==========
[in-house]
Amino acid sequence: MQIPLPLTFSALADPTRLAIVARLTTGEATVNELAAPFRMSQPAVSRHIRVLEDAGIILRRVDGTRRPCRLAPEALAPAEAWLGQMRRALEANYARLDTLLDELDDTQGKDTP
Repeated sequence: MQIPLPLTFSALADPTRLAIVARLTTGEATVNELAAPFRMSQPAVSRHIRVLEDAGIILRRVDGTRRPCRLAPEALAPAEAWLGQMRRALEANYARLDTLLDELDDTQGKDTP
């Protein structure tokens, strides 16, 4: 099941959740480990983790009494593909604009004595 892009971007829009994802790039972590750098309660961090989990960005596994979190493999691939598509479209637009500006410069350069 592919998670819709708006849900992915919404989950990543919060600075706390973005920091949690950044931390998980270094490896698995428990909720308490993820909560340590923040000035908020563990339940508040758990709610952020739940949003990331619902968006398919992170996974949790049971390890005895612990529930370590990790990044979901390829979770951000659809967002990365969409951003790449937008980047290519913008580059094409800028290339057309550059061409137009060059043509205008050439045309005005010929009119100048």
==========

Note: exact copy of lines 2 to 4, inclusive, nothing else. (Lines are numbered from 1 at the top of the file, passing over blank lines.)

Amino acid sequence: MQIPLPLTFSALADPTRLAIVARLTTGEATVNELAAPFRMSQPAVSRHIRVLEDAGIILRRVDGTRRPCRLAPEALAPAEAWLGQMRRALEANYARLDTLLDELDDTQGKDTP
Repeated sequence: MQIPLPLTFSALADPTRLAIVARLTTGEATVNELAAPFRMSQPAVSRHIRVLEDAGIILRRVDGTRRPCRLAPEALAPAEAWLGQMRRALEANYARLDTLLDELDDTQGKDTP
């Protein structure tokens, strides 16, 4: 099941959740480990983790009494593909604009004595 892009971007829009994802790039972590750098309660961090989990960005596994979190493999691939598509479209637009500006410069350069 592919998670819709708006849900992915919404989950990543919060600075706390973005920091949690950044931390998980270094490896698995428990909720308490993820909560340590923040000035908020563990339940508040758990709610952020739940949003990331619902968006398919992170996974949790049971390890005895612990529930370590990790990044979901390829979770951000659809967002990365969409951003790449937008980047290519913008580059094409800028290339057309550059061409137009060059043509205008050439045309005005010929009119100048």